There are a few themes that seem to be emerging as important ones:
— Recognizing the “law of graduality,” which acknowledges that the Christian path toward holiness develops in steps and stages, and that immediate acceptance of church teachings (like the rejection of birth control) may be an unrealistic expectation.
— The church’s language on marriage and family issues should be welcoming and invitational, not absolute and off-putting.
— The annulment process needs to be simplified. There’s a strong case being made that many modern marriages may be invalid because couples lack the proper level of faith and understanding of the sacrament.
— Despite social changes, the nuclear family is not outdated and remains the ideal for societies around the world. In this sense, the synod seems reluctant to entertain the notion that the changing configuration of families may bring positive values and new opportunities.
— That no change in doctrine will be considered at this synod. We’ve already heard this proclaimed several times, though I’m not sure what it means. Doctrine develops in the church, just as people’s understanding of Scripture and revelation develop. I expect this point will be taken up more fully on the synod floor – but it’s too bad we on the outside may not hear much about it.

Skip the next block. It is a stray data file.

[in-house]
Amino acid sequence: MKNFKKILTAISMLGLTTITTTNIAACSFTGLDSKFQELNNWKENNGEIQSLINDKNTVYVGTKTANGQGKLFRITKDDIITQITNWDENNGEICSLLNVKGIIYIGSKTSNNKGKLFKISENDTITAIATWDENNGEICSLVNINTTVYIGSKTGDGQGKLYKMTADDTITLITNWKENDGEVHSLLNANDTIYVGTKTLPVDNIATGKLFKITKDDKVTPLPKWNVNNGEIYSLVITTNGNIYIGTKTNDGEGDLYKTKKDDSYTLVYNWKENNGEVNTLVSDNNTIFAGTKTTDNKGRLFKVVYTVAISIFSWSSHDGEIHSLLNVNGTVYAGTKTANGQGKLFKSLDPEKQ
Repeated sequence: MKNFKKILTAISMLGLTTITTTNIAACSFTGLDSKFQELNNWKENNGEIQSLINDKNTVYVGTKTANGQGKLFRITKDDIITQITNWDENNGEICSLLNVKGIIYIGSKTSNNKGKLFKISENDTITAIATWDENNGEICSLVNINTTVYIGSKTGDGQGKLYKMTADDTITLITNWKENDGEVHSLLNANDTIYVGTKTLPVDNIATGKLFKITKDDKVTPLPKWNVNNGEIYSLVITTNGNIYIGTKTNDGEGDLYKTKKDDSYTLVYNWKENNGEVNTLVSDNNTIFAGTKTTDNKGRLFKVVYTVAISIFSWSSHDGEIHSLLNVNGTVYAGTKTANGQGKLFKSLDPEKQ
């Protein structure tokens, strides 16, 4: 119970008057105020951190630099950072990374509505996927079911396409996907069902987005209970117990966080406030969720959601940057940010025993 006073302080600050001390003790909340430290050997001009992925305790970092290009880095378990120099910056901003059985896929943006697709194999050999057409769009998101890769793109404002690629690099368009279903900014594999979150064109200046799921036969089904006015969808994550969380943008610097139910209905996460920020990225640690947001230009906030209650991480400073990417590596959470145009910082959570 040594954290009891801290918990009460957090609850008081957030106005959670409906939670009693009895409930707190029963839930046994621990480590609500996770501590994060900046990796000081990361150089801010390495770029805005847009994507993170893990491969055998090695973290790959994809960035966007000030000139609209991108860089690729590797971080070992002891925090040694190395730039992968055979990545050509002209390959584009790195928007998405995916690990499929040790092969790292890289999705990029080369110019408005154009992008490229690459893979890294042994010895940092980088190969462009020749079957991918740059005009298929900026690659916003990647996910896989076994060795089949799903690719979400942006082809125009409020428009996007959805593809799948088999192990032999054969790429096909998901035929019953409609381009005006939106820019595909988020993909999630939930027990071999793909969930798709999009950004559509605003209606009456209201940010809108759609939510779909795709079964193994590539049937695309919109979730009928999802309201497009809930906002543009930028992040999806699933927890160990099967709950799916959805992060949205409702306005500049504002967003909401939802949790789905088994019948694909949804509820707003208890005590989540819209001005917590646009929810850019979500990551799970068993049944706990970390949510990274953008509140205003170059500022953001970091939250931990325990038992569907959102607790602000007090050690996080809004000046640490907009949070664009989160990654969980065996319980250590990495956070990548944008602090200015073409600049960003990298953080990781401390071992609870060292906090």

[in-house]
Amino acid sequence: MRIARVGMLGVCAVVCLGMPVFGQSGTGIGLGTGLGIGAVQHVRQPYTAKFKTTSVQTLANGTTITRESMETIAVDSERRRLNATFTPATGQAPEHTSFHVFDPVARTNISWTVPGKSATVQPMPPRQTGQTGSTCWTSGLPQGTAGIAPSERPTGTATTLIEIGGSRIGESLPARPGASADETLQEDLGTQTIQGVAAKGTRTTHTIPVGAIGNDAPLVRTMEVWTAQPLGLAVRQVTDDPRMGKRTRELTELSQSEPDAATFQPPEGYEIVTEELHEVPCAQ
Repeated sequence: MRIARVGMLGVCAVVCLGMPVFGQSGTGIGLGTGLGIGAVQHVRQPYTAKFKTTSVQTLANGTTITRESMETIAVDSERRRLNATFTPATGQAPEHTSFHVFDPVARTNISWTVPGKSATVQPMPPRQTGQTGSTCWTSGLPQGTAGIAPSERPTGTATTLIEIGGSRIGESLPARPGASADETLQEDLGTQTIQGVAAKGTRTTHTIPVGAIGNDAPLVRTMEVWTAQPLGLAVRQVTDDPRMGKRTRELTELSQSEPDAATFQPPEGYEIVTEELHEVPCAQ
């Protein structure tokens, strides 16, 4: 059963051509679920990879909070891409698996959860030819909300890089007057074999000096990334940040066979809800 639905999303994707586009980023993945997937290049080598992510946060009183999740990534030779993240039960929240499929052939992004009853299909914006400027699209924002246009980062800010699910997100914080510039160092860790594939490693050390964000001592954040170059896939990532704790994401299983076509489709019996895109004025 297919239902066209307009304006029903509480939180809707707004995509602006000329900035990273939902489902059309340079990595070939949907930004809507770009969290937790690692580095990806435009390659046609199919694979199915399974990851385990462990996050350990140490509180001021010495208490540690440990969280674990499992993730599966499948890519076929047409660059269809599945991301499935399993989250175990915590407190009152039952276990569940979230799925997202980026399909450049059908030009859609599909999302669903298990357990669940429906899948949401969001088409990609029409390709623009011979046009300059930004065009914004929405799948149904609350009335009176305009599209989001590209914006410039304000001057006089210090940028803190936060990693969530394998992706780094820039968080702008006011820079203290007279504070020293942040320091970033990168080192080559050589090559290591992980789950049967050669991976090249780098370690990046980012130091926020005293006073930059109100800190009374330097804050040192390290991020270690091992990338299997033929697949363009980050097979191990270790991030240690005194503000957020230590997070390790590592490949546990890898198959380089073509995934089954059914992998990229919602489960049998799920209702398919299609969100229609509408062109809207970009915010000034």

By giving journalists only a drip of information, the Vatican is clearly trying to give bishops the freedom to talk frankly and openly. It is also trying not to feed the media’s tendency to proclaim winners and losers, as if this were a legislative process with up and down votes.
Been thinking, how would this “gradualism” approach work, say, to priestly celibacy and chastity? If families can’t be expected to practice Natural Family Planning and adhere to the teachings of Humanae Vitae, but may be expected to come to this understanding gradually, how can we expect priests to accept fully the complete chastity and celibacy expected of them? Perhaps a gradual approach for them, too? (Just kidding, but you can see how “gradualism” can be misused.) Actually, not kidding, because perhaps some priests who have lost the faith but like the job do have sex lives and think that does not interfere with their being a “good bishop” or whatever.
A lot of the problem is a loss of faith. How does one impart a supernatural faith one does not have? How can this supernatural faith and the power of the Holy Spirit to live by the Spirit be transmitted?